From: Joachim Schimpf (Independent Contractor) <jschimpf_at_cisco.com>

Date: Tue, 05 Jun 2007 23:42:19 +0100

Date: Tue, 05 Jun 2007 23:42:19 +0100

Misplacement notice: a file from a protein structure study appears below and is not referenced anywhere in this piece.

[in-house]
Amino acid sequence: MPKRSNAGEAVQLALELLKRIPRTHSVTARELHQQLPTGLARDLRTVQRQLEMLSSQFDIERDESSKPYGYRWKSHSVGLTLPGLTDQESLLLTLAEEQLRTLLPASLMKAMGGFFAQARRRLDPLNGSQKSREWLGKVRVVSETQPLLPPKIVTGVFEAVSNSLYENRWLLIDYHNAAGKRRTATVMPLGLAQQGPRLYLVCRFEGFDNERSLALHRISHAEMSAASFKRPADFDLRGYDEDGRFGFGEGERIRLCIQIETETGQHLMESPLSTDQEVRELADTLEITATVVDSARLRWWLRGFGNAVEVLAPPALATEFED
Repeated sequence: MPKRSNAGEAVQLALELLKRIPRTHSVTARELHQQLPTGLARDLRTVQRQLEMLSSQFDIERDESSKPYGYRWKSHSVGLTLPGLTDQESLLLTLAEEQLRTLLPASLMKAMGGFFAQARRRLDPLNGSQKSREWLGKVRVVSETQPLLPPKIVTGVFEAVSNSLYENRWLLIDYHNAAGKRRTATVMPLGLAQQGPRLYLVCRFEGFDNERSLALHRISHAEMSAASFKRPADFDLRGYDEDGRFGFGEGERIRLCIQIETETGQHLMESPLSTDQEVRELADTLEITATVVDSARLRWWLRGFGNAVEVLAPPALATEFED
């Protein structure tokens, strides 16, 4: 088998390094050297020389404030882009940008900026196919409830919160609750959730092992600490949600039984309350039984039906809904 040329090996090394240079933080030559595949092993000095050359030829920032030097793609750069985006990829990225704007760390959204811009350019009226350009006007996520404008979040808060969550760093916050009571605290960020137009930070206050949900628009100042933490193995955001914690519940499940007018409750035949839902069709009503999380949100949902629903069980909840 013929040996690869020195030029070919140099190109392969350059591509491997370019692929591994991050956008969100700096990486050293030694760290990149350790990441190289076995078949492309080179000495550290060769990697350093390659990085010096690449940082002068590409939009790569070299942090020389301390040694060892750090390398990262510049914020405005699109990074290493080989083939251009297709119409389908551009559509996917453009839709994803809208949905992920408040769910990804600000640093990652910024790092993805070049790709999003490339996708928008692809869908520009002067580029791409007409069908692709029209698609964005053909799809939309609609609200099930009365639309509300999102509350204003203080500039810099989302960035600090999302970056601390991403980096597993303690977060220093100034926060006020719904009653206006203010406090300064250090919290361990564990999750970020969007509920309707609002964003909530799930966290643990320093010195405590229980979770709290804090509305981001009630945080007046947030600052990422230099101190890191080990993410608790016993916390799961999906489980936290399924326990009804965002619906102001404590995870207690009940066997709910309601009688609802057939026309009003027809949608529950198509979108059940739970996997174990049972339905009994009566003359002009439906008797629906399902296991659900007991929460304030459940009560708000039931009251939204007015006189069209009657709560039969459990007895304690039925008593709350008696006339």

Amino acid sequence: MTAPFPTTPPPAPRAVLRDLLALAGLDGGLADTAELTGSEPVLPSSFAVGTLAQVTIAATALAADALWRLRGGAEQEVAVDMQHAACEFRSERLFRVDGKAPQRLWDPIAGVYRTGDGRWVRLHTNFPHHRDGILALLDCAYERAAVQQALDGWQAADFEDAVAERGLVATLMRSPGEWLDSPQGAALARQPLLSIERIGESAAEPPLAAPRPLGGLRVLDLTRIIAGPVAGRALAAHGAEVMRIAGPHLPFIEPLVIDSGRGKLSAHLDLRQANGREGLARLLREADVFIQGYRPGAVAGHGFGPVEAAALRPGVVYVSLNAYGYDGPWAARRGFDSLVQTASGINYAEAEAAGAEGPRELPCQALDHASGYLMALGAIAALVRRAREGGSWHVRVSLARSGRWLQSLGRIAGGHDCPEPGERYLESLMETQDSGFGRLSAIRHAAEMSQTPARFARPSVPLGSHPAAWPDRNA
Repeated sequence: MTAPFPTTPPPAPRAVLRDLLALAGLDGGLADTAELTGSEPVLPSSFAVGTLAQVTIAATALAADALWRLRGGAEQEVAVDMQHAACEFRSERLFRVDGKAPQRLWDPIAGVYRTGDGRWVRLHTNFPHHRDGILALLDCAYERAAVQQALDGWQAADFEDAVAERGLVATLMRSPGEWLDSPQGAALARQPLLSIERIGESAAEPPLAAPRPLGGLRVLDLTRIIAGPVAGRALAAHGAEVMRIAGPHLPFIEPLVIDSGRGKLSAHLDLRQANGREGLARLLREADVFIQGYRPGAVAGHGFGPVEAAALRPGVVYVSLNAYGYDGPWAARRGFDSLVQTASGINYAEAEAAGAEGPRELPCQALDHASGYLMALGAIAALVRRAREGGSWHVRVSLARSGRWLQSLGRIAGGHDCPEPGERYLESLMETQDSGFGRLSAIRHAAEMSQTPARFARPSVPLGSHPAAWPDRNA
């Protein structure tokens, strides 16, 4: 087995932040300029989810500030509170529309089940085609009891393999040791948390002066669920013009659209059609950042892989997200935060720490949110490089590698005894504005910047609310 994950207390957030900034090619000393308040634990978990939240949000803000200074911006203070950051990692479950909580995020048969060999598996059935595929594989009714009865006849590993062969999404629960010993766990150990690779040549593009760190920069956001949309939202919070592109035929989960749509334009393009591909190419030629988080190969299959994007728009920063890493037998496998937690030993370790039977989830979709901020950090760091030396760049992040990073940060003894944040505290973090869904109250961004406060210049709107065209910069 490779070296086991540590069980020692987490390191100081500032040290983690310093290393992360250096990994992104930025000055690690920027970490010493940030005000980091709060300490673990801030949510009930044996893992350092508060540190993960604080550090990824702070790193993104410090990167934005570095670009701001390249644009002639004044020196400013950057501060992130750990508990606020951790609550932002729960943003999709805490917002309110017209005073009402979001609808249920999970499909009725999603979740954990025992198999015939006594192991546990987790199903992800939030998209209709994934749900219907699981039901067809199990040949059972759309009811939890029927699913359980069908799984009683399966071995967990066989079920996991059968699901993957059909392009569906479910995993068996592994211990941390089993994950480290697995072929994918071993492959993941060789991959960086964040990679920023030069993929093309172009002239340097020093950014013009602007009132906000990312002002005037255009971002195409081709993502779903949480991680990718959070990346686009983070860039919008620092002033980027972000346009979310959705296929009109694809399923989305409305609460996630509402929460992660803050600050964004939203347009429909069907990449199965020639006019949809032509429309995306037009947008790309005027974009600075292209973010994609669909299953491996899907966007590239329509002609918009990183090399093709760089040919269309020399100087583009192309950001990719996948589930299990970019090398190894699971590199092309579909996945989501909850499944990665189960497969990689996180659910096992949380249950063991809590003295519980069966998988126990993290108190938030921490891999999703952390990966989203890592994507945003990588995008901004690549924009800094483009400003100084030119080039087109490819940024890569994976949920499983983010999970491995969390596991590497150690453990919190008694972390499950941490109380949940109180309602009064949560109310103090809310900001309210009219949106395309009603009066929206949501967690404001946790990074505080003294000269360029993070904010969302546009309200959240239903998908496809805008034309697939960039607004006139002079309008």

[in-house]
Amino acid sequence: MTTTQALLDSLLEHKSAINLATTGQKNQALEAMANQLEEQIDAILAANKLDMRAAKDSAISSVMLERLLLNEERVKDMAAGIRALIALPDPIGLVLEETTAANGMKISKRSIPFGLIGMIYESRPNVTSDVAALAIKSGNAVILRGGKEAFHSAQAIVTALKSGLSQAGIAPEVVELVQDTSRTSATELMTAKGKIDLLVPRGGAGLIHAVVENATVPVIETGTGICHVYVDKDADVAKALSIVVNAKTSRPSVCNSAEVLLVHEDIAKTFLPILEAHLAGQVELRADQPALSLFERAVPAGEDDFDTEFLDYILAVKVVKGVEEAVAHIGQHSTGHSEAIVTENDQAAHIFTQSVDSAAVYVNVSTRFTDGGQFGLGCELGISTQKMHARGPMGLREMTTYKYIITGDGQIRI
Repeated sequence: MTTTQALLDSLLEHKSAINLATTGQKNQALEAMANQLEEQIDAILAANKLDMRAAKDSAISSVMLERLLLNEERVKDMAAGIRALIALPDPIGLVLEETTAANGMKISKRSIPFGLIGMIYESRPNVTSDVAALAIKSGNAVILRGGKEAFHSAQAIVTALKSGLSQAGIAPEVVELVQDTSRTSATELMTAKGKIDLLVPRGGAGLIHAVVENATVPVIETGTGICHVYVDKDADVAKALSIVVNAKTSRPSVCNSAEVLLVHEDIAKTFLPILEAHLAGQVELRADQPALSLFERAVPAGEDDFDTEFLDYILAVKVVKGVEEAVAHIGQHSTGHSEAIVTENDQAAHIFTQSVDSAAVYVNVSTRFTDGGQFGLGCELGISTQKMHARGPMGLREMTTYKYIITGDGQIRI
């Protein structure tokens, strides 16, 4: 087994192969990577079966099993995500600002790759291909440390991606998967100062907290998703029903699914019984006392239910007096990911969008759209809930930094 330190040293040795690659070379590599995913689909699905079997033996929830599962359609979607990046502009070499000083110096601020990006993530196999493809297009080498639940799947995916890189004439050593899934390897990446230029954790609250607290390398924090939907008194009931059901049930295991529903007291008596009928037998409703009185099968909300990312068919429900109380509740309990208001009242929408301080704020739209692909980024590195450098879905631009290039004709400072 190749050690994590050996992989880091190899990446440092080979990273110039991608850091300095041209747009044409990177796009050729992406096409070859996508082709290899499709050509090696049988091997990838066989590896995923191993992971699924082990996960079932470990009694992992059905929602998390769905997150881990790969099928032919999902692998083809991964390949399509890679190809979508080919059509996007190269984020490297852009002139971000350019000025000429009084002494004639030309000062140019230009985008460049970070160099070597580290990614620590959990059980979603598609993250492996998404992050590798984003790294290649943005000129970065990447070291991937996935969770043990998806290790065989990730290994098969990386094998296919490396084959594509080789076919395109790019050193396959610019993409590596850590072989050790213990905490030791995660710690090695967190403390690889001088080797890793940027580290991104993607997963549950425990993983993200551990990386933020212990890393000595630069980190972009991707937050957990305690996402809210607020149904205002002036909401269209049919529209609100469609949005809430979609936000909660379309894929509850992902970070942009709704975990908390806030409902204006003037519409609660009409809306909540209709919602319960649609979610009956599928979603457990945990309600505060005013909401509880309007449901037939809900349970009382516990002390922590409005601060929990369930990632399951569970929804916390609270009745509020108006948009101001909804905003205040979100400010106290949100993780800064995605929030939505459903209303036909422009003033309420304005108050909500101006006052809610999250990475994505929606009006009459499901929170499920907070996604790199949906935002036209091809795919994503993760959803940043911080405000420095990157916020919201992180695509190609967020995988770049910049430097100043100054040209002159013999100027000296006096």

Vicenç wrote: > Say you have: > > cost(green, Size, Cost) :- Cost is Size*2. > cost(black, Size, Cost) :- Cost is Size/2. > > Now you need to declare constraints on the Size > related with objects: > > size(table, 10). > size(chair, 5). > ... > > but from another *totally independent* predicate > you want to constraint the same variable Size, > which could be, for instance, the second argument of > another predicate: > > machine(a1, 10, ... ). > machine(a2, 20, ... ). > ... I am still not exactly sure what problem you see. Maybe you are confusing code and data. The predicates in your code, and the variables in them are just templates. You will get actual instances of these variables when you call the predicates, and for every call you have fresh instances. > > Speaking in more technical terms, the "execution" of a > Prolog program can be viewed as the construction of > a "model", in which if variable Size has been already > instantiated, it should not take another value. > Because it is cumbersome to put all variables > as arguments (and also because not all models > will require all the variables) one has the necessity > of passing a "context" which includes the current > "partial" model. You will indeed need to pass variables as arguments, such that you can connect the right variables with the right constraints. A standard schema for a constraint program is solve(Data, Result) :- create_variables(Data, Variables), impose_constraints(Variables), search(Variables), Result = Variables. You need some data structure(s) that contain the problem variables. In the simplest case this is a list of variables, but the variables could also be contained in structures, organised in a hash table, or whatever. To set up your constraints, you traverse these data structures, or use them to look up the variables you need for each constraint. In the end, you still have the data structure with the variables, but they are now "invisibly" connected through constraints. Then you go into search, which again needs to visit the variables and select values for them. Here is an example, inspired by your data. Suppose we want to produce chairs and tables with choosen colours. Cost depends on item size and colour. We want to know how many we can produce without exceeding a maximum cost. % The solver library to use :- lib(ic). % Problem Model % Data input: % Demands is a list of terms like demand(chair,blue) % MaxCost is a number % Output: % Amounts is a list of constrained variables, one for each demand % TotalCost is a constrained variable for the total cost model(Demands, MaxCost, Amounts, TotalCost) :- % for every demand, create and constrain Cost and Amount variables % and collect them in two lists ( foreach(demand(Item,Color),Demands), % in foreach(Cost,Costs), % out foreach(Amount,Amounts) % out do Amount #>= 0, item_size(Item,Size), color_cost(Color,CostPerUnit), Cost #= Size*CostPerUnit*Amount ), % set up some additional constraints TotalCost #>= 0, TotalCost #=< MaxCost, sum(Costs) #= TotalCost. % Solving consists of modelling (= constraint setup) and search solve(Demands, MaxCost, Amounts, TotalCost) :- model(Demands, MaxCost, Amounts, TotalCost), labeling(Amounts). % Data that never changes can be stored as facts color_cost(red, 5). color_cost(green, 7). color_cost(blue, 3). color_cost(yellow, 4). item_size(table, 10). item_size(chair, 5). You can now call ?- solve([demand(chair,red),demand(table,blue)], 100, Amounts, Cost). which will give you (on backtracking) all solutions that satisfy your constraints. A few final remarks: - we have data that never changes (e.g. table size) and only for that reason is it justified to store it in the form of facts! - we have data that is different for every run of the solver (the demand list), and is therefore passed into model/4 as an argument. - as opposed to the schema above, variable creation and constraint setup are interleaved in model/4 - this is fairly common. - we don't need to pass all of the variables to the search: we treat some variables as "decision variables" (the amounts), because the costs will automatically follow from them. - to find an optimal solution, use lib(branch_and_bound) on top of this -- JoachimReceived on Tue Jun 05 2007 - 23:42:32 CEST

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